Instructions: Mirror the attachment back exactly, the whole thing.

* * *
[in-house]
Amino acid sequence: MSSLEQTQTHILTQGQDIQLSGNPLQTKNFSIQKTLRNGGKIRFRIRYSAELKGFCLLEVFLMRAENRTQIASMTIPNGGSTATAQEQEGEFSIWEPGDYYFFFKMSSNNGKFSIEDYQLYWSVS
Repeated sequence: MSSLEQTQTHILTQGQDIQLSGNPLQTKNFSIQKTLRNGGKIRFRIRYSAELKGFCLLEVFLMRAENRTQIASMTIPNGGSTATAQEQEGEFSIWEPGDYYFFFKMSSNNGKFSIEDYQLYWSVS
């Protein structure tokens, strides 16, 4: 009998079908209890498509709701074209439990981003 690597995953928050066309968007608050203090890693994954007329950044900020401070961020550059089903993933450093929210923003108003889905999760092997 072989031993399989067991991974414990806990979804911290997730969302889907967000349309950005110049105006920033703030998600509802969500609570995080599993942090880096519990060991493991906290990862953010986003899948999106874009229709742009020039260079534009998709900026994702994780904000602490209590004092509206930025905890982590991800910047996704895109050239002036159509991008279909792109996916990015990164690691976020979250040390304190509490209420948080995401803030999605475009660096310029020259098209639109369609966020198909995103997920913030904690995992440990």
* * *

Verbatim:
[in-house]
Amino acid sequence: MSSLEQTQTHILTQGQDIQLSGNPLQTKNFSIQKTLRNGGKIRFRIRYSAELKGFCLLEVFLMRAENRTQIASMTIPNGGSTATAQEQEGEFSIWEPGDYYFFFKMSSNNGKFSIEDYQLYWSVS
Repeated sequence: MSSLEQTQTHILTQGQDIQLSGNPLQTKNFSIQKTLRNGGKIRFRIRYSAELKGFCLLEVFLMRAENRTQIASMTIPNGGSTATAQEQEGEFSIWEPGDYYFFFKMSSNNGKFSIEDYQLYWSVS
């Protein structure tokens, strides 16, 4: 009998079908209890498509709701074209439990981003 690597995953928050066309968007608050203090890693994954007329950044900020401070961020550059089903993933450093929210923003108003889905999760092997 072989031993399989067991991974414990806990979804911290997730969302889907967000349309950005110049105006920033703030998600509802969500609570995080599993942090880096519990060991493991906290990862953010986003899948999106874009229709742009020039260079534009998709900026994702994780904000602490209590004092509206930025905890982590991800910047996704895109050239002036159509991008279909792109996916990015990164690691976020979250040390304190509490209420948080995401803030999605475009660096310029020259098209639109369609966020198909995103997920913030904690995992440990």